Pick any number between 6,999 and 7,001 and you’ll have a good idea of what our forecast is for the “Melt Up” high on the ASX/200 this year. Details below. But step back for a moment from the forecasting and take a long look at this market. You might want to even jot down the date and time so you can tell your grandkids exactly where you were when Australia’s stock market was as good as it gets.
Of course, if the indexes go higher, it will be even better than as good as it gets. Austock senior client advisor Michael Heffernan said the share market had climbed “about 10 per cent this year—equivalent to an annual rate of almost 35 per cent.” Now that would be a good year. But is it really possible?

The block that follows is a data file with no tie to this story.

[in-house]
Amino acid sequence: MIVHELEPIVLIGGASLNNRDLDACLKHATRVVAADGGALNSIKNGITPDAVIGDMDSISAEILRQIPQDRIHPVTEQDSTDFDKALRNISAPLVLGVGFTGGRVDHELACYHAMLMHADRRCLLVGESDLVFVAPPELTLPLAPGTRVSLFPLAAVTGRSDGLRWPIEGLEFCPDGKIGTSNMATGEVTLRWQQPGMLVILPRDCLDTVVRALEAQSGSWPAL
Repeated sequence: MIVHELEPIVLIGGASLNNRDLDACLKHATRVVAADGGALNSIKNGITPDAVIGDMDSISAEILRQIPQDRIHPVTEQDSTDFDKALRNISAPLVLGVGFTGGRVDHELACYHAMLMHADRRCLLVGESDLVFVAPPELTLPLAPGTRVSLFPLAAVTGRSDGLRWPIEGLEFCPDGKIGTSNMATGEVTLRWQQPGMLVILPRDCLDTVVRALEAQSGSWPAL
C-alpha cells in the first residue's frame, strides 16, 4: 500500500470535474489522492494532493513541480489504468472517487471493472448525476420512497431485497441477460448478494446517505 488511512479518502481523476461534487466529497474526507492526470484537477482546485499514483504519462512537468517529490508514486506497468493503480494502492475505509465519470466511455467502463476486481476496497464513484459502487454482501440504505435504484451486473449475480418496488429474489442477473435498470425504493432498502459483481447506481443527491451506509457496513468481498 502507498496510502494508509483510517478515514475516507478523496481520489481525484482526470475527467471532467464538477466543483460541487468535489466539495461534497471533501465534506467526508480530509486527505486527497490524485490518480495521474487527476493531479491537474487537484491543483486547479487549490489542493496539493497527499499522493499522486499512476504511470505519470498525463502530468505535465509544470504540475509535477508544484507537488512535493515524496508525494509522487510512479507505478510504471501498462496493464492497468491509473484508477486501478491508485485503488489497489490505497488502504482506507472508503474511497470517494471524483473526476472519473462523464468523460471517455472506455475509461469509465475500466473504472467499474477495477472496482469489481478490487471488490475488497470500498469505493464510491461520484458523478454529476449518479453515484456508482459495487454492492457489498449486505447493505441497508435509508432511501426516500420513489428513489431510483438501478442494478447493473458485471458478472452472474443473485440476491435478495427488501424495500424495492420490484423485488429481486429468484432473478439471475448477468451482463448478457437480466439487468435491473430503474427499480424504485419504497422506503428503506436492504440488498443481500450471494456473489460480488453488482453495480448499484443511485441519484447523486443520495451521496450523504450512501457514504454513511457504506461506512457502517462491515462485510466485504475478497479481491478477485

It depends on what you think drives markets higher. In simple cause and effect terms, money drives markets higher. If more money comes in, markets will go higher, or so it would seem. This leads us to today’s dilemma.
You’d suspect that at some point a rising Aussie dollar would begin to be a negative thing for Aussie mineral exporters. But what is that point? Is it at 85 cents to the U.S. dollar? Is it 90? Or have we already passed it?
Maybe it doesn’t matter that much for current share prices anyway. After all, BHP negotiates its iron ore prices with China on an annual basis. For better or for worse, the variations in the strength (or weakness) of the currency, are beyond its control.
Markets and Money